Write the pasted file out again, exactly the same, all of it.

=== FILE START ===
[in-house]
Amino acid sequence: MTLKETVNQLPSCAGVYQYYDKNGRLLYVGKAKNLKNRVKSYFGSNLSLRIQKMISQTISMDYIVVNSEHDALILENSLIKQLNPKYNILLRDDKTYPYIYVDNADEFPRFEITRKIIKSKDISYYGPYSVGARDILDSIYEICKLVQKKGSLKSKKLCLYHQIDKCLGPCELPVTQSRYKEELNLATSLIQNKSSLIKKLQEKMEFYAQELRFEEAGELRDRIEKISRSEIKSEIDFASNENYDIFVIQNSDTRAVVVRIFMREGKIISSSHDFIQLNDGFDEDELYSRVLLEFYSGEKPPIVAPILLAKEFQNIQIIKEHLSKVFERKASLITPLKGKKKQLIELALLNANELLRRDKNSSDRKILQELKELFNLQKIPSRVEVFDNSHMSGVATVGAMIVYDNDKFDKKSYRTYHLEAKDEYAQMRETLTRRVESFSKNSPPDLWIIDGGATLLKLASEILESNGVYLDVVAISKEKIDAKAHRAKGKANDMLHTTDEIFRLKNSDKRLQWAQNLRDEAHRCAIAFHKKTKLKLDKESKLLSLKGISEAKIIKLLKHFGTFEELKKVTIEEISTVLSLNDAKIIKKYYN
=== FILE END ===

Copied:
[in-house]
Amino acid sequence: MTLKETVNQLPSCAGVYQYYDKNGRLLYVGKAKNLKNRVKSYFGSNLSLRIQKMISQTISMDYIVVNSEHDALILENSLIKQLNPKYNILLRDDKTYPYIYVDNADEFPRFEITRKIIKSKDISYYGPYSVGARDILDSIYEICKLVQKKGSLKSKKLCLYHQIDKCLGPCELPVTQSRYKEELNLATSLIQNKSSLIKKLQEKMEFYAQELRFEEAGELRDRIEKISRSEIKSEIDFASNENYDIFVIQNSDTRAVVVRIFMREGKIISSSHDFIQLNDGFDEDELYSRVLLEFYSGEKPPIVAPILLAKEFQNIQIIKEHLSKVFERKASLITPLKGKKKQLIELALLNANELLRRDKNSSDRKILQELKELFNLQKIPSRVEVFDNSHMSGVATVGAMIVYDNDKFDKKSYRTYHLEAKDEYAQMRETLTRRVESFSKNSPPDLWIIDGGATLLKLASEILESNGVYLDVVAISKEKIDAKAHRAKGKANDMLHTTDEIFRLKNSDKRLQWAQNLRDEAHRCAIAFHKKTKLKLDKESKLLSLKGISEAKIIKLLKHFGTFEELKKVTIEEISTVLSLNDAKIIKKYYN